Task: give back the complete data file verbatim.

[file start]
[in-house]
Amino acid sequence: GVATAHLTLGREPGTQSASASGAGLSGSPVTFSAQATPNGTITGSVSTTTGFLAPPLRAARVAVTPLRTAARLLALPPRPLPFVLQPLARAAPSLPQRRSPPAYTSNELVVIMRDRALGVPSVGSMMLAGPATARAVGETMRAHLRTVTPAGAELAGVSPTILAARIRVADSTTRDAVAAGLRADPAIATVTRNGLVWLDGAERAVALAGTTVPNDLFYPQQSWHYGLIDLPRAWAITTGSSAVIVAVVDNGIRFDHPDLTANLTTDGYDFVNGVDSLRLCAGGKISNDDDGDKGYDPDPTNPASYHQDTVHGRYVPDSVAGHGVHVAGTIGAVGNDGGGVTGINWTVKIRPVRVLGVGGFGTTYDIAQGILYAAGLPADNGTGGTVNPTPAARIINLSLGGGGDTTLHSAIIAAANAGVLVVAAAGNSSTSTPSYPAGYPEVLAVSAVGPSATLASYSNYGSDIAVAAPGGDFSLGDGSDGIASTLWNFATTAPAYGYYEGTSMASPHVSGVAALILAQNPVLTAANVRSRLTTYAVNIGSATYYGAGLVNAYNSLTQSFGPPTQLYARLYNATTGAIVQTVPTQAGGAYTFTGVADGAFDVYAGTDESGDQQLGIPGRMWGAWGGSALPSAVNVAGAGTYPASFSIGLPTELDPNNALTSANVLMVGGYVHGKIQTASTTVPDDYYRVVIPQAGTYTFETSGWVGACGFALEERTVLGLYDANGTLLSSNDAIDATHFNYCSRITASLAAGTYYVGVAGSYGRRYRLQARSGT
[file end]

[in-house]
Amino acid sequence: GVATAHLTLGREPGTQSASASGAGLSGSPVTFSAQATPNGTITGSVSTTTGFLAPPLRAARVAVTPLRTAARLLALPPRPLPFVLQPLARAAPSLPQRRSPPAYTSNELVVIMRDRALGVPSVGSMMLAGPATARAVGETMRAHLRTVTPAGAELAGVSPTILAARIRVADSTTRDAVAAGLRADPAIATVTRNGLVWLDGAERAVALAGTTVPNDLFYPQQSWHYGLIDLPRAWAITTGSSAVIVAVVDNGIRFDHPDLTANLTTDGYDFVNGVDSLRLCAGGKISNDDDGDKGYDPDPTNPASYHQDTVHGRYVPDSVAGHGVHVAGTIGAVGNDGGGVTGINWTVKIRPVRVLGVGGFGTTYDIAQGILYAAGLPADNGTGGTVNPTPAARIINLSLGGGGDTTLHSAIIAAANAGVLVVAAAGNSSTSTPSYPAGYPEVLAVSAVGPSATLASYSNYGSDIAVAAPGGDFSLGDGSDGIASTLWNFATTAPAYGYYEGTSMASPHVSGVAALILAQNPVLTAANVRSRLTTYAVNIGSATYYGAGLVNAYNSLTQSFGPPTQLYARLYNATTGAIVQTVPTQAGGAYTFTGVADGAFDVYAGTDESGDQQLGIPGRMWGAWGGSALPSAVNVAGAGTYPASFSIGLPTELDPNNALTSANVLMVGGYVHGKIQTASTTVPDDYYRVVIPQAGTYTFETSGWVGACGFALEERTVLGLYDANGTLLSSNDAIDATHFNYCSRITASLAAGTYYVGVAGSYGRRYRLQARSGT